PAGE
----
Tag Archives: naming traditions

TOP TEN Popular Names on My Family Tree

Popular names

WordArt.com creates a word picture of the most popular names in my family tree

When Amy Johnson Crow sent out the challenge for this week for the 52 Ancestors challenge, favorite names, I immediately thought of those people whose odd names I had written about earlier, in a post I called, You Named Your Baby What?.  But then I turned to popular names

The Odd Names

From Aert, Abla and Alzana to Zelpha, Zelma and Zachias, there are plenty of one-off names in my family tree that qualify as unusual.

I have also always been fascinated by the naming traditions of the Puritans, who seemed to compete in who could find the most obscure Biblical names, or wished-for qualities.  Those popular names that poor little babies were saddled with include, in my family tree, Resolved, Thankful, Waitstill, Hopestill, Deliverance, Freegift, and one that would fit right into a hippy commune in the 1960s–Freelove.

My Personal Favorites

Emeline Cochran Stout

Emeline Cochran Stout, mother of Dr. Wm Stout. 1890s.

Aside from oddities, my own personal favorites include my great-great grandmothers, Emeline Stout and Isabella McCabe; the great-uncle who died in the Civil War, Erasmus Anderson; 1st cousin 7X removed–Love Stone; and 3rd cousin 1 x removed–Mandelay Zauk.  (I may have to research Mandelay’s family just to find out why they chose such an exotic (albeit misspelled) name.)




Then I got to wondering what my ancestors and family members named the majority of babies. If parents today wanted to follow tradition (as my nephew did in naming his first son), they might look at the family tree.

After all, current popular names have generally drifted far from the Puritan naming traditions, although the list for 2017, linked here, has some old-fashioned names showing up. Parents today don’t follow the older European tradition of “first son–paternal grandfather; second son–maternal grandfather; first daughter–paternal grandmother; second daughter–maternal grandmother, etc. etc.”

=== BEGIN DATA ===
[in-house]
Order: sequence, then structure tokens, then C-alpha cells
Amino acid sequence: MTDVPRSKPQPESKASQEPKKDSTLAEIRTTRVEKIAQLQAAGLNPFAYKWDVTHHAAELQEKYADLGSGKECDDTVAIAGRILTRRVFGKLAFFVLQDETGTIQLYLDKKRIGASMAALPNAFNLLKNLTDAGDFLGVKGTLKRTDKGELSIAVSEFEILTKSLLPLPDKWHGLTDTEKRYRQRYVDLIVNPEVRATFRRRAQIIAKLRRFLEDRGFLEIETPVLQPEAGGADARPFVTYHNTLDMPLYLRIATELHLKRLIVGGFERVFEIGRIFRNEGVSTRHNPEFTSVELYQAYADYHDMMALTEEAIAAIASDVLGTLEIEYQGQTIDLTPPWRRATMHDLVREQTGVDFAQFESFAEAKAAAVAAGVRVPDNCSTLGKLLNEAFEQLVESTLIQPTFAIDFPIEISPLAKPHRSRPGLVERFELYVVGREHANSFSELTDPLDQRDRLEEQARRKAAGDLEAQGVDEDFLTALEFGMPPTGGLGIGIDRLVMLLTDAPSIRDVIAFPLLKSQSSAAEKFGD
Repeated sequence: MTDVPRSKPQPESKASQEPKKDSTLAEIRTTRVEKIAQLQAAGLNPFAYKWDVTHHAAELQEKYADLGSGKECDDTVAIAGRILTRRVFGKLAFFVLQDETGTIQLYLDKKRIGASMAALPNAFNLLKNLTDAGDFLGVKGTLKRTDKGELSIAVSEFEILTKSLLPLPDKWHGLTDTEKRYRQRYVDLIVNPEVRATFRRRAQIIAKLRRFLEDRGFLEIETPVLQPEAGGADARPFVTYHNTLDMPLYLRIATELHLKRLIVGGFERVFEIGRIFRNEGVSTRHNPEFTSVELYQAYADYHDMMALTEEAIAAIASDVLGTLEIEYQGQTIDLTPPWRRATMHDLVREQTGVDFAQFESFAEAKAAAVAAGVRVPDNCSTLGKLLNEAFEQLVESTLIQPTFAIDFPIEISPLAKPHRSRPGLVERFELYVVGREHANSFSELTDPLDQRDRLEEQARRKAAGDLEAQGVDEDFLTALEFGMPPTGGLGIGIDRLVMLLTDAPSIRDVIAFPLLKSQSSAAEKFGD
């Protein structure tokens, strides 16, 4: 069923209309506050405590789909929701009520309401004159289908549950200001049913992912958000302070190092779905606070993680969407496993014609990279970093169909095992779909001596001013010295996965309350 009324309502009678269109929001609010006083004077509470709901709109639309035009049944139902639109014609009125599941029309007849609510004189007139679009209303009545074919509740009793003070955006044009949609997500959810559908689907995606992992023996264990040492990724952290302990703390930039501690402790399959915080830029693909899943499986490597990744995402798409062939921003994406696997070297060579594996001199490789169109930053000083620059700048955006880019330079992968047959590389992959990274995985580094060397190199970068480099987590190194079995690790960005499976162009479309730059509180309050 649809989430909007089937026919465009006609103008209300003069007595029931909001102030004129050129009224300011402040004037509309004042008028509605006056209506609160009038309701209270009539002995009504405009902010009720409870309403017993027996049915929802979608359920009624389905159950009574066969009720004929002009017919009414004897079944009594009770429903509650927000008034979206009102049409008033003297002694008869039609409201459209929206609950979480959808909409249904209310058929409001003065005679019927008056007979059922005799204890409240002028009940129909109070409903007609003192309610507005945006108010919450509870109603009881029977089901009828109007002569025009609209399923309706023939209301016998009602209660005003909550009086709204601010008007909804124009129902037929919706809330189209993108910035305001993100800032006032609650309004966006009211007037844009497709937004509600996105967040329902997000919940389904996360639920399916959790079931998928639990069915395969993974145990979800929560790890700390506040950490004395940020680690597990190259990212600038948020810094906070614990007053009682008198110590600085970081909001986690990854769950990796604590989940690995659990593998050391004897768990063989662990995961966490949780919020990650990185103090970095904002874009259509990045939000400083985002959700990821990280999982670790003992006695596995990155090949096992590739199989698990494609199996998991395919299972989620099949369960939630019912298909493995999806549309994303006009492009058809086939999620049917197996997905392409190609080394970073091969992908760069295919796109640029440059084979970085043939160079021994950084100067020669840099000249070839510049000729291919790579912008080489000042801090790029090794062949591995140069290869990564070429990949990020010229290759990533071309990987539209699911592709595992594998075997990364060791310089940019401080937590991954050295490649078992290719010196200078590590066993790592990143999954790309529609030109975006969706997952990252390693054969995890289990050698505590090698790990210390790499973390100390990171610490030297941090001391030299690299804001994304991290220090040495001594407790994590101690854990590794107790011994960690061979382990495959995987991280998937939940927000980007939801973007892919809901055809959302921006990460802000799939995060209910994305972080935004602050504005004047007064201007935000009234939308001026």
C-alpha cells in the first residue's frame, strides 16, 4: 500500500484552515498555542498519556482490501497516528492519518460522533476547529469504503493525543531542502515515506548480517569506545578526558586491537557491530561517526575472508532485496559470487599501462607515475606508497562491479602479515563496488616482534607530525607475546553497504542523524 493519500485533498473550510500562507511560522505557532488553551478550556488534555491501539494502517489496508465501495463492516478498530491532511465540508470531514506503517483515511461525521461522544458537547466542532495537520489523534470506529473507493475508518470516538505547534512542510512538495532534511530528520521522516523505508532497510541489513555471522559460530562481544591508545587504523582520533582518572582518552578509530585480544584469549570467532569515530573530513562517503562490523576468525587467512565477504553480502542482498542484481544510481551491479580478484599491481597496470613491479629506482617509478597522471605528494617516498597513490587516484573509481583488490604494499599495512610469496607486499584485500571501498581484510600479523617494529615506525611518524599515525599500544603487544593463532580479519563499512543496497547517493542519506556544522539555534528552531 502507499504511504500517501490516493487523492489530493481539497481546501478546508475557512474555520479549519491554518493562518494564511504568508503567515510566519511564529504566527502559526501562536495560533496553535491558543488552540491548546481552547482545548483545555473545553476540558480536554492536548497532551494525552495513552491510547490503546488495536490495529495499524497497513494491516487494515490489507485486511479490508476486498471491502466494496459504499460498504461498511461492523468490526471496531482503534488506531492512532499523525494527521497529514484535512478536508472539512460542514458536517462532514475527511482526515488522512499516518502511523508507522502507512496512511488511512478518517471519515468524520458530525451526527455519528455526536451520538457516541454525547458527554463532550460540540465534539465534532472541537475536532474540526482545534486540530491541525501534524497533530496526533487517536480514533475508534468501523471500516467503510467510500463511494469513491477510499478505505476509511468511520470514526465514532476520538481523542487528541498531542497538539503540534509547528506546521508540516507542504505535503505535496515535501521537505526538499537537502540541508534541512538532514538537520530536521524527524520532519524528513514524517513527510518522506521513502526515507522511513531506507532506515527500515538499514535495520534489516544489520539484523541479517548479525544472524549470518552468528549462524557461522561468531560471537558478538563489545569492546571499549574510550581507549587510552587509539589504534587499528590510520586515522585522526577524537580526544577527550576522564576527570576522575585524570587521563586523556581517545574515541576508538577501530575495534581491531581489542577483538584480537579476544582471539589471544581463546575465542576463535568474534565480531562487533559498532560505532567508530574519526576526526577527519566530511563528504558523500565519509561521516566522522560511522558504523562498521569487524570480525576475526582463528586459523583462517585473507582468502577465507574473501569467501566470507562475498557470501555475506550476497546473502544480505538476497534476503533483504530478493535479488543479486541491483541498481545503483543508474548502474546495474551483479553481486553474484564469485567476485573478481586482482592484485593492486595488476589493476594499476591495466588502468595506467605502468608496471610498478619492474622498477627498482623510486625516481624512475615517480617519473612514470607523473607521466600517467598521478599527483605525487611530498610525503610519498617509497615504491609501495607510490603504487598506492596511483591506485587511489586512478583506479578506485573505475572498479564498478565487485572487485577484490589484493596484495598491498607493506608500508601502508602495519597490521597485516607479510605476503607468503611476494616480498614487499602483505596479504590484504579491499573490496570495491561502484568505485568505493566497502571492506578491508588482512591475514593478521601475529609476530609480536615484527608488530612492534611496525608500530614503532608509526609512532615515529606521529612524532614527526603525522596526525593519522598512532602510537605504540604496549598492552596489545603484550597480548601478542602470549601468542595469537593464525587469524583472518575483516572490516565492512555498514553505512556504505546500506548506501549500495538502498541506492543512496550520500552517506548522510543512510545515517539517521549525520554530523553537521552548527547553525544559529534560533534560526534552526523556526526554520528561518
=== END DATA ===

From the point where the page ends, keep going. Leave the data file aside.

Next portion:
So I counted.

Turns out they were not as creative as my focus on Fountain and Salmon or Ima Bird might have indicated.  Just like the rest of the world, they were naming their babies by the popular names “John” and “Mary.”  The Mary may be deceptive because there are all those German ancestors who prefaced the name a person was actually called with the name of a saint, and understandably, Mary was a popular religious prefix.  Nevertheless, I counted them as Mary, because that’s what their “first” name was. ( John also was a popular prefix, in German in the form Johannes or Johan.)

The other reason for counting all the Marys as Marys is that there also is a high number of baby girls named “Hannah,” and for the most part, I don’t know whether that was just the name they went by, or they were originally named Mary. Because Hannah is a nickname for Mary. Go figure.  My aunt Maude was also a Mary, but was always called Maude, and there probably are other examples of Marys called something else that I didn’t catch.

This list is culled from 2536 people on my tree–some of whom do not have names. The nameless ones are generally infant deaths.  Dates range from the 16th century to the present.

  1. Mary
  2. Elizabeth/Elisabeth
  3. Sarah
  4. Hannah
  5. Ann/Anne/Anna
  6. Rebecca/Rebekah
  7. Martha
  8. Lydia
  9. Margaret
  10. Susan/Susana/Susannah
  1. John
  2. William
  3. Joseph
  4. George *
  5. James/Jim
  6. Thomas
  7. Samuel
  8. Daniel
  9. Robert
  10. Isaac**


*George frequently, but not always, was “George Washington.” Similarly, there were a fair number of Benjamin Franklins although not enough to make the list.

**Many of the Isaacs come from the Stout line where there was a string of Isaacs and Isaiahs. Interestingly Isaiah shows up on the current list of popular baby names.

So what names are popular on your family tree??


New Twig: Skylar Rose Walters

A very special week. February 23, 2016 marks the birth of Skylar Rose Walters.  The first of our grand daughters gave birth to the first of our great-grand daughters. (Not to slight our first grandson and his two delightful little boys–our first great-grandsons.)

When my grand nephew was born a short time ago, I wrote about his name William and how that name has deep roots in our family tree. Since then I’ve found even more Williams in my paternal line in addition to the plethora in the maternal line.